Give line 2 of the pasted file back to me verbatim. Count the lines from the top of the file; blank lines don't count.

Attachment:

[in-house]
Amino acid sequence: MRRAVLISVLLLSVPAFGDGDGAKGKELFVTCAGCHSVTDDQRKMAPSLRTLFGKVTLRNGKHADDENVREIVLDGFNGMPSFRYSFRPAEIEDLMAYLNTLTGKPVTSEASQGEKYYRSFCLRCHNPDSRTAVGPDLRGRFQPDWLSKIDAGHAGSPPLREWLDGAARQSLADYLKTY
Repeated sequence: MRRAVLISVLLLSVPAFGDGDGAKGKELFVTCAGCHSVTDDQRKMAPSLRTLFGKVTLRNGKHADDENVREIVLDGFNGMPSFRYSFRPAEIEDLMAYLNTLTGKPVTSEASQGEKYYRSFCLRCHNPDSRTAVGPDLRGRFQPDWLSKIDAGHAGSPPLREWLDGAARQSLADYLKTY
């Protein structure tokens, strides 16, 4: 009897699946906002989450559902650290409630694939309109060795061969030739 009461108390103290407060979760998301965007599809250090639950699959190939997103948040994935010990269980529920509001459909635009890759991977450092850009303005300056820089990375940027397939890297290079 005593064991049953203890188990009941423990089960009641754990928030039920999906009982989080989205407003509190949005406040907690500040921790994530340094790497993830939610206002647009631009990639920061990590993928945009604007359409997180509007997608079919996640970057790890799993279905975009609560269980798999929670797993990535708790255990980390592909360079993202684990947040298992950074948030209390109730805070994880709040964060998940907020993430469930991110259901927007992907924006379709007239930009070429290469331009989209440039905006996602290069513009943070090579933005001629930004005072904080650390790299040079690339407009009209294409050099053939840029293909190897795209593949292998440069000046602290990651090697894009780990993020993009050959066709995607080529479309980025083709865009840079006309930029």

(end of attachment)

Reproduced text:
Amino acid sequence: MRRAVLISVLLLSVPAFGDGDGAKGKELFVTCAGCHSVTDDQRKMAPSLRTLFGKVTLRNGKHADDENVREIVLDGFNGMPSFRYSFRPAEIEDLMAYLNTLTGKPVTSEASQGEKYYRSFCLRCHNPDSRTAVGPDLRGRFQPDWLSKIDAGHAGSPPLREWLDGAARQSLADYLKTY